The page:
The District Court’s fiscal responsibility was praised for “achieving five consecutive years within target budgets in unusually austere economic times.”

Important technological innovations were acclaimed in the award including: “mandatory electronic filing/paperless court, state-of-the–art case management and social media-based applications, all of which increase access to justice, expedition of timeliness, public trust and confidence.” In January, District Court released Courtfinder, a free smart-phone app that puts the daily dockets in the palm of users’ hands. It is the first smart-phone app of its kind in the nation.

“On behalf of the judges at the Eighth Judicial District Court, I am truly honored to accept this very prestigious award,” said District Court Chief Judge Jennifer P. Togliatti. “This award is a credit to the outstanding work that our judges do everyday, and to their unwavering commitment to ensure that justice is served in a timely and impartial manner. It is also a credit to the hard work and dedication of all of our court employees.”

The adaptation of the justice center, parking, equipment configuration for construction of new courtrooms and judicial department facilities was another significant accomplishment cited in the award. After years of careful strategic planning, streamlining processes, and maximizing space and efficiency, eight new courtrooms officially opened in January and have done much to improve access. To make way for the new courtrooms, more than 30 million pages of legal documents were scanned and converted to electronic files. The courtrooms and related offices now occupy space that was formerly used to store files.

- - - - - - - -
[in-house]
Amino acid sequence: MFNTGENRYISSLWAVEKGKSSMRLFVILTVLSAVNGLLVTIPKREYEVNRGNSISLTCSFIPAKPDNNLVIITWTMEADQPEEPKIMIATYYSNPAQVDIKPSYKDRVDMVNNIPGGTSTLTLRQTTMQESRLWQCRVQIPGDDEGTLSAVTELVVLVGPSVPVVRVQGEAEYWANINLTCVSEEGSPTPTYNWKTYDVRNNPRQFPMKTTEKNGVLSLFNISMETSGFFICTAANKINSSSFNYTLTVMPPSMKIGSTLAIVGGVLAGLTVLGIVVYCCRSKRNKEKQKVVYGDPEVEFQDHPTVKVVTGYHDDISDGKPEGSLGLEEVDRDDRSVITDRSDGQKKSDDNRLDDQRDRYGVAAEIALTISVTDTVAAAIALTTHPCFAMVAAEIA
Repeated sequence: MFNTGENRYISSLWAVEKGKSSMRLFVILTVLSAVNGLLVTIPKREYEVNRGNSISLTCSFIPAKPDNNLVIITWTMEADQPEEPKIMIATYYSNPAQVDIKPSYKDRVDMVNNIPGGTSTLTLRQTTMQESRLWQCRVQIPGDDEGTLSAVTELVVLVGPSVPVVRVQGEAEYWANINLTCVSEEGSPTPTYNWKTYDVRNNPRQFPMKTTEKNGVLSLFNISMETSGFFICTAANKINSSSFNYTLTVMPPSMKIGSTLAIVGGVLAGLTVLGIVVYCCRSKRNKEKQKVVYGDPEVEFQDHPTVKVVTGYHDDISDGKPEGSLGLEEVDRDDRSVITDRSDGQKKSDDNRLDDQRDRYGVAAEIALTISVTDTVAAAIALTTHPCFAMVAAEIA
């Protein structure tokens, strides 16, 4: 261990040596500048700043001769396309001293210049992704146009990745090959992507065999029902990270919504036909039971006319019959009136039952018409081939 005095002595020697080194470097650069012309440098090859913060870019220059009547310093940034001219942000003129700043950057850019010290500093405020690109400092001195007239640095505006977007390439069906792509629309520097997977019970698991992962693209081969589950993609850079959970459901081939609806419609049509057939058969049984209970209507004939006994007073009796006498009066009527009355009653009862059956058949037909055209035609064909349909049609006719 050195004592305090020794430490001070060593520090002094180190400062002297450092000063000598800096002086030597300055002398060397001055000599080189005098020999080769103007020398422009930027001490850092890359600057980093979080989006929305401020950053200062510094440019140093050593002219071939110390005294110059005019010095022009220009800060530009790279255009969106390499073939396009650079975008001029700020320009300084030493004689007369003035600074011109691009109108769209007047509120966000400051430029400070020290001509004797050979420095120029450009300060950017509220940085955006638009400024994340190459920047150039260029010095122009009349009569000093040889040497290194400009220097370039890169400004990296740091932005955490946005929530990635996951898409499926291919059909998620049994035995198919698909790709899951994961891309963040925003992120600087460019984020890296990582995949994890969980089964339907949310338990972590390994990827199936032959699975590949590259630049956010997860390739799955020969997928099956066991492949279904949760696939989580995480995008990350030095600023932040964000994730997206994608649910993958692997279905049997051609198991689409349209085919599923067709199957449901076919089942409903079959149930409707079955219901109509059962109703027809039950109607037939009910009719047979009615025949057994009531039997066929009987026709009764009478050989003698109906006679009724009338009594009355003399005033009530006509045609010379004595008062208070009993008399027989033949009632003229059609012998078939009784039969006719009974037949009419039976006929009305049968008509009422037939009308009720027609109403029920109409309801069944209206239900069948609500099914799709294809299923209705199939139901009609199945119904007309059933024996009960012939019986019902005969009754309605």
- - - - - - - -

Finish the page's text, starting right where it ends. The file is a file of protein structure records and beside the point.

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DSC_0401Las Vegas A-Tech High School Seniors Mock Court Case On Prison Break

Advanced Technologies Academy Students Get Real World Experience In Engineering, Business And Law With The Help Of Businesses And The Eighth Judicial District Court

Senior students from Advanced Technologies Academy held court on a fictional prison break in a mock trial today, Apr. 24 at 9 a.m. at the at the Eighth Judicial District Court, in the Regional Justice Center, before real District Court Judge Joanna Kishner. Students from the legal studies program served as attorneys in the case, while students from the business management and administration, architectural drafting and design, and engineering programs served as expert witnesses, defendants or jurors. Members of the Advanced Technologies Academy advisory board also helped facilitate the trial and took part in the jury. This trial serves as the culminating event for the 2012-2013 senior cross-curricular capstone project.

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The Truancy Diversion Project (TDP) volunteers who keep kids in school got high marks and praise for their work. The purpose of the TDP is to be an effective tool assisting the Clark County School District to reduce absenteeism and the dropout rate and thereby reducing the number of students entering the formal juvenile justice court system. To volunteer e-mail